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Santa Monica Dreaming: Trouble in Rent-Controlled Paradise

Rev. Jim Conn

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If absence makes the heart grow fonder, distance makes reality look rosier. From a long way off Santa Monica appears like a liberal’s fantasy of justice in paradise. After all, we have a tough rent control law and we’ve had a mostly enlightened city council, government and school board for more than three decades. But from up close, the picture’s not that sweet.

A recent hotel approval exposed the reality. A developer wanted some special consideration for the 710 Wilshire hotel project that was oversized and out of conformance with zoning standards. Hotel workers in the city wanted to guarantee a decent wage for the people who would work in the new hotel as well as those who would build it. The city staff likes hotels because they provide an easy source of revenue. But the developer wouldn’t budge on the wage issues.

He wasn’t willing to require an operator to pay a decent income to hard-working, low-income families – or guarantee decent health-care coverage. The hotel got the green light from the city council, the workers’ under-paid labor and health benefits will  make this project profitable to the developer, while residents will put up with the traffic and fallout from increased density.

Meanwhile down the street a Santa Monica College security officer pepper-sprayed students trying to get into a college board meeting. They were upset over a plan by the administration to hold summer classes with a two-tier cost system: One level offered classes as usual, but the second would be open only to people who could pay a steep tuition, similar to a private college’s. The goal was availability of classes for students who needed credits to graduate and transfer. The impact was felt by students going to school on a shoestring and who are worried about  going  deeper into debt.

Almost the same week an African American girl was stomped into unconsciousness by a couple of Latinas during lunch at Santa Monica High School. Racial tensions there have made “Samo High,” a rough ride for students for a long time. Administrators and the school board step up programs to deal with this turmoil when a crisis hits, then efforts lag, so it happens all over again.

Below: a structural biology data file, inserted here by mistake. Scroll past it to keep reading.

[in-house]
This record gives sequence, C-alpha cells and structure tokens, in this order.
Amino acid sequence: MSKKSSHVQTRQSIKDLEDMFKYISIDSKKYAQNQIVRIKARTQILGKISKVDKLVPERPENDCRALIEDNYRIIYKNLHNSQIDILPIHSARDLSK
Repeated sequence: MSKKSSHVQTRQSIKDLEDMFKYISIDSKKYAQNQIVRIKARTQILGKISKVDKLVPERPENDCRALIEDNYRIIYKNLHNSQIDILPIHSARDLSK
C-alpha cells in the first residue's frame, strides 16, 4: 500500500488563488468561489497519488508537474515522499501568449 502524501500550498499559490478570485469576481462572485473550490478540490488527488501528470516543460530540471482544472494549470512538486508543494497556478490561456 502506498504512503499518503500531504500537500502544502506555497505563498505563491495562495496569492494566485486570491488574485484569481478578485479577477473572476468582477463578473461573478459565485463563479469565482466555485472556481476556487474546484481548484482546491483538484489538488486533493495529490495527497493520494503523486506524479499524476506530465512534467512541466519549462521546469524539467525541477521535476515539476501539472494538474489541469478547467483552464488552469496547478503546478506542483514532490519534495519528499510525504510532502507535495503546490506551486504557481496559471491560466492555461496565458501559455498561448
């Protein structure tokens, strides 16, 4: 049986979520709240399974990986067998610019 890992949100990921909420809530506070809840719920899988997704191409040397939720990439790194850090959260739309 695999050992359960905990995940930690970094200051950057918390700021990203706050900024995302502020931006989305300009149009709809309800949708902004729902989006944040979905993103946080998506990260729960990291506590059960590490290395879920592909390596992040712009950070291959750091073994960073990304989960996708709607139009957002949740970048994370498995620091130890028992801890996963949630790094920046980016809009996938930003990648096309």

In fact, it happened early last fall when a young African American man on the wrestling team was “hazed” by a couple of white kids on the team who used a hangman’s rope. Hazing is, apparently, a normal activity for the swim team, but the noose – which the white kids say meant nothing to them beyond a nebulous prank – brought up some bitter images for African American parents in Santa Monica.

Activists continue to push this issue, calling for the implementation of proven programs to combat inter-racial conflict, ethnic-sensitive curriculum and cross-racial dialogues. I am assured that something is in the works, but in the meantime people wait and the kids continue to act out.

Add to these matters the constant pressure in the state capitol from various landlord associations to end rent control statewide, and residents can see that the One Percent in Santa Monica hasn’t relented at all. In fact, the “vacancy decontrol” requirement written into state law and governing all rent control ordinances in the state already guarantees that, at best, rent control will be reduced to rent stabilization within a generation. Meanwhile the steep property values along the coast offer the incentive for developers to buy and tear down rentals and replace them with condos.

The people of Santa Monica – whether low-wage workers, poor students, people of color or renters – cannot depend on the elected officials to save us from ourselves. They help much of the time, but we must save ourselves. Only our involvement as advocates, along with our votes and our hard work on our own behalf, will make the future of Santa Monica as rosy as it looks from a distance.

(Note: An earlier version of this post incorrectly identified the athletic team involved in a hazing incident as a swim team; it was in fact a wrestling team.)

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